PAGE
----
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Renishaw's inVia is used at the University of Duisburg, in Germany, to study two-dimensional materials
8th December 2015
The Department of Experimental Physics at the University of Duisburg in Germany uses Renishaw's inVia confocal Raman microscope to study two dimensional materials such as graphene and molybdenum disulphide.
Dr Oliver Ochedowski recently completed his PhD, working as a member of the Experimental Physics Group of Professor Marika Schleberger. The group's main goal is the investigation and quantitative characterization of energy dissipation processes during and after high energetic ion irradiation. In recent years, their work has been focused more on two-dimensional materials like graphene and MoS2. Highly energetic ions can effectively be used to alter the morphological and physical properties of these materials. µ-Raman spectroscopy is a powerful tool to locally analyse these nanoscale modifications.
They prepare their atomically thin crystals using the mechanical exfoliation technique which results in samples covered with graphene/MoS2 flakes of different thicknesses. For many 2D materials, Raman microscopy is the quickest method to unambiguously distinguish single layer, bilayer and several layer crystals (3 or more). In the case of graphene, it has been shown that Raman microscopy can be used to characterize the amount and nature of defects, the strain applied to the graphene, as well as chemical doping. Discussing the work, Dr Ochedowski said: “As we are irradiating graphene with ions, the inVia is used to learn about the defects we are creating. In the case of single layer MoS2, the inVia is not only used for Raman spectroscopy (which gives information about layer thickness, stress and doping) but it can also be used to perform µ-photoluminescence measurements. The transition of MoS2 from an indirect to a direct band-gap from the bulk to a single layer semiconductor can be observed in a strong photoluminescence signal for single layer MoS2.”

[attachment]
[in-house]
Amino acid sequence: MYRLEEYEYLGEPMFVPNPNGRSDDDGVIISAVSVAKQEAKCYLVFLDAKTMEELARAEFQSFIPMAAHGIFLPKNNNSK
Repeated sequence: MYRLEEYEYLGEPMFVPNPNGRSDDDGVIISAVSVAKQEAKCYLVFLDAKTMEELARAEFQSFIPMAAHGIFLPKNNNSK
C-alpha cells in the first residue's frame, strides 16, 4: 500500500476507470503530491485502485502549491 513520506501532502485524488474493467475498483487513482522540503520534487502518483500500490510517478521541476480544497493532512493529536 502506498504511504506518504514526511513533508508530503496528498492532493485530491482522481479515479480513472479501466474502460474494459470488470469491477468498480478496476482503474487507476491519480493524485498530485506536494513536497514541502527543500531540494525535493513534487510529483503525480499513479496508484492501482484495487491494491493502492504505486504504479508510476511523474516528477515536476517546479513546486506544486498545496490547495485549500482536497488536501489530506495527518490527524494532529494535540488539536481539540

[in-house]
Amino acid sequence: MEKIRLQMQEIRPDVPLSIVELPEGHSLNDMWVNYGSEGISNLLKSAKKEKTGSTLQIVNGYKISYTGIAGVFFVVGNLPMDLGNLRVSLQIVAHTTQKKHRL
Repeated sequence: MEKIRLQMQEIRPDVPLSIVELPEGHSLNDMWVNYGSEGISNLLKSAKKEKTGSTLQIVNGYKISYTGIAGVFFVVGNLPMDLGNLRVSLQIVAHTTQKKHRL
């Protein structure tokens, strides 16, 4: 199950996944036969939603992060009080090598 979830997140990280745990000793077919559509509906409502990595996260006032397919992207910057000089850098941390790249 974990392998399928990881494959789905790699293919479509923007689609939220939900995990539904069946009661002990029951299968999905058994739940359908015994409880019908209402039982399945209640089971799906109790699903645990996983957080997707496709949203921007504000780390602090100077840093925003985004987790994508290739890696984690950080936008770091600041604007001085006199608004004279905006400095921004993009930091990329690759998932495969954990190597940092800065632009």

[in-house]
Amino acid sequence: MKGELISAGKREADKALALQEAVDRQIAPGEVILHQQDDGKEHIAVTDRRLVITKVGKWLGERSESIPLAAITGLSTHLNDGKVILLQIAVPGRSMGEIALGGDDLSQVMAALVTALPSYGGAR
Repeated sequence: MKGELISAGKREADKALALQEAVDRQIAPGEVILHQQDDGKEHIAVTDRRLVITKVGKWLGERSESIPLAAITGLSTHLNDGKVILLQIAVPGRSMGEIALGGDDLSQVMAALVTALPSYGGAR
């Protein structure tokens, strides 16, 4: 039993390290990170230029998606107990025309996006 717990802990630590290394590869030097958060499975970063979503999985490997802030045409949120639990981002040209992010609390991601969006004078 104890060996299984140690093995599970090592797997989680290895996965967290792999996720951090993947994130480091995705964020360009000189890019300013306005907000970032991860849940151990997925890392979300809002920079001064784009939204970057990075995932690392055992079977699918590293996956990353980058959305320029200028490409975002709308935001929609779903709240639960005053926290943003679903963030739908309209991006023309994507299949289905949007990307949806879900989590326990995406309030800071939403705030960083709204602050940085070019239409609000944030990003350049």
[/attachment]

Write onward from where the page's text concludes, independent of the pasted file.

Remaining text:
The inVia Raman microscope used by the group is located within the microscopy centre of ICAN at the university of Duisburg-Essen. The group is one of many that use the microscope. The user-friendly software and the full automation of the microscope is especially beneficial for such shared use. Additionally, the exceptional Raman mapping properties are of great importance to Dr Ochedowski and his colleagues. He said: “The inVia allows us both very large mappings (>10 mm × 10 mm) with a high accuracy in the position of the point spectra taken, as well as small mappings with a very small step size of 100 nm and a high degree of detail.”
Examples for this can be seen in several papers published by the group. Kozubek et al1, includes Raman mapping data of a CVD graphene on a SiO2/Si sample which has been irradiated with 6 MeV I6+ ions. This experiment shows that large area CVD graphene, in combination with a Raman microscope, can be used as an ion beam detector. In another example 2, the effect of the supporting substrate on the Raman spectrum of single layer MoS2 is investigated. Reactive ion etching is used to alter the roughness of the SiO2 substrate; it is found that the difference in the position of the two most prominent Raman modes in the MoS2 is slightly increased in the etched regions.
Please visit www.renishaw.com/invia for further details of Renishaw's inVia confocal Raman microscope.
1 Kozubek et al: “Application of HOPG and CVD graphene as ion beam detectors”, Nuclear Instruments and Methods in Physics Research B 340 (2014) 81–84.
2 Ochedowski et al: “Effect of contaminations and surface preparation on the work function of single layer MoS2”, Beilstein J. Nanotechnol. 2014, 5, 291–297. doi:10.3762/bjnano.5.32
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